It can be argued that other inheritance models are of theoretical interest only, as they are not easily supported by common OO languages of today, however they can serve us to better understand and define the domain model of our application, and sometimes those alternative models are better fitted for a particular situation. --CostinCozianu

See LiskovSubstitutionPrinciple, CircleAndEllipseProblem, IsaCircleAnEllipse, TheThirdManifesto, PrinciplesOfObjectOrientedSoftwareDevelopment

{Move these "see also's" below? Is it a response?}

The above observations are all quite valid. The EnterpriseObjectsFramework from AppleComputer uses the above three methods for ObjectRelationalMapping (in EOF the three methods are called single table, vertical, and horizontal mapping). For performance reasons, single table mapping is usually the fastest; vertical mapping is the most normalized and flexible, but involves a lot of joins and so is not recommended for high-performance applications.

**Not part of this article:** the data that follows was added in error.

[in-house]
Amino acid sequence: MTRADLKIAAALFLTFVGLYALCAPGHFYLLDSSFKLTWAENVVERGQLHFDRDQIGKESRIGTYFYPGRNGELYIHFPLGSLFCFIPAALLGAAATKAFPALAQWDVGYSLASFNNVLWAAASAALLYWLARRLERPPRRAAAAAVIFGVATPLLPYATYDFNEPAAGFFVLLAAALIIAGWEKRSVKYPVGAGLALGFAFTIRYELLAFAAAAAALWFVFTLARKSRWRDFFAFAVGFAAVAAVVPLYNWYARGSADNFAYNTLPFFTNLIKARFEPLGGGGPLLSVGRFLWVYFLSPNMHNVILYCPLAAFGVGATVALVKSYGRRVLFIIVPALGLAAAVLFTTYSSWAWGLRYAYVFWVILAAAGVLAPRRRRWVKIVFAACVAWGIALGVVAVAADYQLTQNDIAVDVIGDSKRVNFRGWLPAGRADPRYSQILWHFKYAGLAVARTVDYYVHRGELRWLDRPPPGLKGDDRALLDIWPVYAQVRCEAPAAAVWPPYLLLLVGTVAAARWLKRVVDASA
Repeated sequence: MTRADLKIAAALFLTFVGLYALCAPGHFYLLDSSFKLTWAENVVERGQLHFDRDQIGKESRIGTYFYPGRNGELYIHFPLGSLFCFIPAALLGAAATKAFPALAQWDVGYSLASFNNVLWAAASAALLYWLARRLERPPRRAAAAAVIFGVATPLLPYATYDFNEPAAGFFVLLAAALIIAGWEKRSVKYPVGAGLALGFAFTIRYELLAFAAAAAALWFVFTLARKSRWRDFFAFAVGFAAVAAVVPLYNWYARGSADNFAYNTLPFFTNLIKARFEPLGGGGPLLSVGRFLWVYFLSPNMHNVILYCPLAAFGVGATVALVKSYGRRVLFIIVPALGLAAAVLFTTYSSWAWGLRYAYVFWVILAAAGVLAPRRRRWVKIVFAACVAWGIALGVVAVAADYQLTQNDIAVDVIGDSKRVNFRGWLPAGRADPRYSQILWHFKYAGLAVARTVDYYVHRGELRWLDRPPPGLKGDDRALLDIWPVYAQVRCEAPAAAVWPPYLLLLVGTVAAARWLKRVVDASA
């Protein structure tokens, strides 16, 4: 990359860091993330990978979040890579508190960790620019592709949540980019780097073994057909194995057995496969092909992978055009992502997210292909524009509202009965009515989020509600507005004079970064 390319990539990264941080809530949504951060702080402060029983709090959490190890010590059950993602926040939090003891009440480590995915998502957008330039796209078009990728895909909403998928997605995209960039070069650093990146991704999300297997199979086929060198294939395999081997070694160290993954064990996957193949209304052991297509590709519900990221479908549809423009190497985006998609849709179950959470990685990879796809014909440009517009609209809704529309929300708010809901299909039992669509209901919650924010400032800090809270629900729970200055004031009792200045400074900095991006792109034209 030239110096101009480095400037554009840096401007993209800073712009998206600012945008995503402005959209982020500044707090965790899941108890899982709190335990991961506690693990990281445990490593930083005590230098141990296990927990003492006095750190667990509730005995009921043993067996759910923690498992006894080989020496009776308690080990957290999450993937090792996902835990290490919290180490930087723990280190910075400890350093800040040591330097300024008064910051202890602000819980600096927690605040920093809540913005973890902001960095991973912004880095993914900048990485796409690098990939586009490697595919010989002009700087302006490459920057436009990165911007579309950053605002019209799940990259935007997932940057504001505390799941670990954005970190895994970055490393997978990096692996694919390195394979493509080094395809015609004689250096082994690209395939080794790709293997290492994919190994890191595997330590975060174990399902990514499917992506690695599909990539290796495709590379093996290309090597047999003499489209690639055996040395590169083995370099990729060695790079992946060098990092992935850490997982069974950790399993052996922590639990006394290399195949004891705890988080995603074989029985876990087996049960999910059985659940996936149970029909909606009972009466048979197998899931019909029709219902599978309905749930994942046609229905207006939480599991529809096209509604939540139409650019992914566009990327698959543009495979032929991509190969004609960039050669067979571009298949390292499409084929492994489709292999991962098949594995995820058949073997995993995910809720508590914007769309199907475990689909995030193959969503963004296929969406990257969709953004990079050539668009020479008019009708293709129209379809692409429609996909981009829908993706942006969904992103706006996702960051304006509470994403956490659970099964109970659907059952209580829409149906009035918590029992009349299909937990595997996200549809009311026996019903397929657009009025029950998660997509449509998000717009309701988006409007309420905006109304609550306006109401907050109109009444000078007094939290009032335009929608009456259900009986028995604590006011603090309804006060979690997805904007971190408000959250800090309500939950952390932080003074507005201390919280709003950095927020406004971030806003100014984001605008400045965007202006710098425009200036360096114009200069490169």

In most cases, the characteristics of your object model will determine how best to model inheritance in this fashion. Is your model changing frequently, or not at all? Is is a deep inheritance hierarchy, or shallow, etc.

More information on the way in which EnterpriseObjectsFramework handles these issues can be found at .

And the ObjectRelationalImpedanceMismatch here is that you need to select one of the above, and each one has distinct disadvantages:

Yes, ObjectRelationalImpedanceMismatch here -- that's for sure.

KyleBrown wrote Actually, the relational model does support inheritance, but instead the problem lies in the efficiency of the available approaches.

Oh, in that case assembly language supports inheritance too, because I can hack it in that too.

(I don't have the appropriate references handy at the moment, but...) Relational Database modeling has supported "exclusive" and "specialization" relationships in EntityRelationshipDiagram-s for some time -- since long before objects became popular. But the inconvenience and performance costs of querying these hierarchical trees of tables generally discouraged people from using it much.